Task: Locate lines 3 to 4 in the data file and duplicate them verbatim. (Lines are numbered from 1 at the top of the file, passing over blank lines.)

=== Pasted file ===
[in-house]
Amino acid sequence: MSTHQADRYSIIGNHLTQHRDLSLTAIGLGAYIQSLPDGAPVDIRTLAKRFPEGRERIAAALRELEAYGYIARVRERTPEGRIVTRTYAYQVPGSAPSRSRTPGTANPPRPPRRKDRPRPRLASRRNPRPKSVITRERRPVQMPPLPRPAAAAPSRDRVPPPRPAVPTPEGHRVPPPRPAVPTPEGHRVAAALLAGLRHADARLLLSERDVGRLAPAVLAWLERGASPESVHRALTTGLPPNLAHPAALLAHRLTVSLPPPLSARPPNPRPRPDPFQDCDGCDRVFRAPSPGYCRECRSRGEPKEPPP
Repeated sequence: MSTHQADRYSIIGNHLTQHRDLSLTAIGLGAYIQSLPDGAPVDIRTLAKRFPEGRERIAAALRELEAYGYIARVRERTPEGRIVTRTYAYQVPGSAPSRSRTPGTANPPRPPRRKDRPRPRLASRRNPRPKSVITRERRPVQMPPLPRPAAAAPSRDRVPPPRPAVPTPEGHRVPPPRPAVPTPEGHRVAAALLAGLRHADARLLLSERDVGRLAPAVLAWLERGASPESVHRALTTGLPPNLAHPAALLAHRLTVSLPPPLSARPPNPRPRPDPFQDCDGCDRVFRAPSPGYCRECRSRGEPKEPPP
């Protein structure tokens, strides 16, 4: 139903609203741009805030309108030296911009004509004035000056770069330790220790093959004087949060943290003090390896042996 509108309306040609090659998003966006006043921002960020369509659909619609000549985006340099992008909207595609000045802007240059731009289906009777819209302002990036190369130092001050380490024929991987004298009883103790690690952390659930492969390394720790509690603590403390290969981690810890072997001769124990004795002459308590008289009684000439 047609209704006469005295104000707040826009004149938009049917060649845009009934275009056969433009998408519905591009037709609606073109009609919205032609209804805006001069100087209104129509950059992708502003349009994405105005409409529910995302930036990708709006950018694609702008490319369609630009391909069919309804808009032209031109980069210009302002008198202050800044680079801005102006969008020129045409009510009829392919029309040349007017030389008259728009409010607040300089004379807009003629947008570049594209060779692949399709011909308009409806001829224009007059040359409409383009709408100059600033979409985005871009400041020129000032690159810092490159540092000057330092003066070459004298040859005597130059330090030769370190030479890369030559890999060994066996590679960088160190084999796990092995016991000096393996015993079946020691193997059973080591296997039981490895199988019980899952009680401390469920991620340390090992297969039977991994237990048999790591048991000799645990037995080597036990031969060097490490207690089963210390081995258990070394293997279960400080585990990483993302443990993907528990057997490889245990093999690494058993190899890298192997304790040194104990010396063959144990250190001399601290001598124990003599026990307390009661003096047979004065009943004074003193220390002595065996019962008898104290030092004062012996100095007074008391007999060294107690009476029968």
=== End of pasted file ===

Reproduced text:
Repeated sequence: MSTHQADRYSIIGNHLTQHRDLSLTAIGLGAYIQSLPDGAPVDIRTLAKRFPEGRERIAAALRELEAYGYIARVRERTPEGRIVTRTYAYQVPGSAPSRSRTPGTANPPRPPRRKDRPRPRLASRRNPRPKSVITRERRPVQMPPLPRPAAAAPSRDRVPPPRPAVPTPEGHRVPPPRPAVPTPEGHRVAAALLAGLRHADARLLLSERDVGRLAPAVLAWLERGASPESVHRALTTGLPPNLAHPAALLAHRLTVSLPPPLSARPPNPRPRPDPFQDCDGCDRVFRAPSPGYCRECRSRGEPKEPPP
């Protein structure tokens, strides 16, 4: 139903609203741009805030309108030296911009004509004035000056770069330790220790093959004087949060943290003090390896042996 509108309306040609090659998003966006006043921002960020369509659909619609000549985006340099992008909207595609000045802007240059731009289906009777819209302002990036190369130092001050380490024929991987004298009883103790690690952390659930492969390394720790509690603590403390290969981690810890072997001769124990004795002459308590008289009684000439 047609209704006469005295104000707040826009004149938009049917060649845009009934275009056969433009998408519905591009037709609606073109009609919205032609209804805006001069100087209104129509950059992708502003349009994405105005409409529910995302930036990708709006950018694609702008490319369609630009391909069919309804808009032209031109980069210009302002008198202050800044680079801005102006969008020129045409009510009829392919029309040349007017030389008259728009409010607040300089004379807009003629947008570049594209060779692949399709011909308009409806001829224009007059040359409409383009709408100059600033979409985005871009400041020129000032690159810092490159540092000057330092003066070459004298040859005597130059330090030769370190030479890369030559890999060994066996590679960088160190084999796990092995016991000096393996015993079946020691193997059973080591296997039981490895199988019980899952009680401390469920991620340390090992297969039977991994237990048999790591048991000799645990037995080597036990031969060097490490207690089963210390081995258990070394293997279960400080585990990483993302443990993907528990057997490889245990093999690494058993190899890298192997304790040194104990010396063959144990250190001399601290001598124990003599026990307390009661003096047979004065009943004074003193220390002595065996019962008898104290030092004062012996100095007074008391007999060294107690009476029968």